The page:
Two US humanitarian workers who contracted Ebola while working in Liberia have been released from Emory University hospital in Atlanta after receiving an experimental drug treatment which has yet to go through full clinical and human trials.
Dr Kent Brantly of Texas and Nancy Writebol, a missionary from North Carolina, contracted Ebola while responding to the outbreak in Liberia. Brantly and Writebol were both treated in the hospital’s containment unit, which is specially equipped to care for patients with serious communicable diseases.
“Today is a miraculous day,” Brantly said at a press conference at Emory hospital on Thursday to announce his discharge from care. “I am thrilled to be alive, to be well and to be reunited with my family.”
The hospital said Writebol had been quietly released on Tuesday.
The World Health Organization said earlier this month that unlicensed
drugs and vaccines can ethically be used to treat the outbreak which has so far claimed at least 1,200 lives in Sierra Leone, Liberia, Guinea and Nigeria.
Doctors cautioned that it was too soon to hope that the treatment could hasten the end of the public health crisis: Dr Bruce Ribner, medical director of Emory hospital’s infectious disease unit said that it was unclear if the drug had contributed to the pair’s recovery and suggested it may have even delayed their return to health.
Liberian officials have said that three African medics who have also been given the treatment are showing “remarkable signs of improvement”.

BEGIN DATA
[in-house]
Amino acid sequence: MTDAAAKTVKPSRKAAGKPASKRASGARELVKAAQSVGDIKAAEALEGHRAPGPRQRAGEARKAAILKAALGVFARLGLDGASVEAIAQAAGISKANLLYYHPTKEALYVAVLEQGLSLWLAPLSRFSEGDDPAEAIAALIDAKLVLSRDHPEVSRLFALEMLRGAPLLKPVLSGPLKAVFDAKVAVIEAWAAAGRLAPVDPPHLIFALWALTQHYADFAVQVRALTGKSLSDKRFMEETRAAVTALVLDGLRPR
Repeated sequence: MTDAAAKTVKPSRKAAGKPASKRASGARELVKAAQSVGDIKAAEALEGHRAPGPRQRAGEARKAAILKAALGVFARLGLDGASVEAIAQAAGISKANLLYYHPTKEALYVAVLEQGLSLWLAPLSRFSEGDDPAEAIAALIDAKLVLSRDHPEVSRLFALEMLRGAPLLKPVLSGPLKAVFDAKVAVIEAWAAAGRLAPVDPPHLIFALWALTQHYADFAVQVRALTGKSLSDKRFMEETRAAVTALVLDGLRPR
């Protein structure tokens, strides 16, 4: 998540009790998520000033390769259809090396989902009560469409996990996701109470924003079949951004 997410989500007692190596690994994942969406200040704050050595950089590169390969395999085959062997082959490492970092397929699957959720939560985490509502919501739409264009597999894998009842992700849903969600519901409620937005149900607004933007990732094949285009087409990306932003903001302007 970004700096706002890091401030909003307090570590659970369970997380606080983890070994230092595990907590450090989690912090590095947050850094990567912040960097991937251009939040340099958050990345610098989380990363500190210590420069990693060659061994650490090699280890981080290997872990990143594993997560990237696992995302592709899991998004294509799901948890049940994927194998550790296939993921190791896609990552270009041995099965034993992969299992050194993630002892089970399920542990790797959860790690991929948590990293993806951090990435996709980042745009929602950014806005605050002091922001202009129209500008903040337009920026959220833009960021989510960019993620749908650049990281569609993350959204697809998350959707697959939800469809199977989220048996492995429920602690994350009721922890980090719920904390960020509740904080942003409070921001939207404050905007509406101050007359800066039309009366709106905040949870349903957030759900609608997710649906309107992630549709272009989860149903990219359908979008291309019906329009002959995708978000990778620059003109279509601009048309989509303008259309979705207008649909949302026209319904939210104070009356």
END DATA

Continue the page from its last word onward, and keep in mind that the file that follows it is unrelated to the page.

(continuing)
But Ribner said there was no scientific basis to suggest the treatment was a cure. “They are very first ever to receive these agents. There are no prior experiments with this. We do not know if its improved them … or even delayed their recovery,” cautioned Ribner.
Even if the treatment is effective, the California-based manufacturer of ZMapp, Mapp Biopharmaceutical, said that “the available supply of ZMapp has been exhausted”.
Brantly and Writebol were both treated in Emory hospital’s containment unit, which is specially equipped to care for patients with serious communicable diseases.
Reinfection is not impossible, but Ebola survivors are highly unlikely to contract the virus a second time and the hospital said their release from hospital posed no risk to public health. “Limited knowledge of the Ebola virus, especially in our country, has created understandable anxiety and fear for some persons,” said Ribner, who said
he understood these concerns. “However, we cannot let our fears dictate our actions, we must all care.”
Brantly and his wife held hands before he read from a written statement and he hugged members of his care team. He choked up several times while thanking his aid group, North Carolina-based Samaritan’s Purse, and the Emory medical team standing behind them.
The hospital said Writebol had been discharged without publicity on Tuesday. Asked why the hospital did not announce her release from care, Ribner said the hospital decided to release the patients after a rigorous course of treatment and thorough testing.
“The medical staff at Emory is confident that the discharge from the hospital of both these patients poses no public health threat,” said Ribner.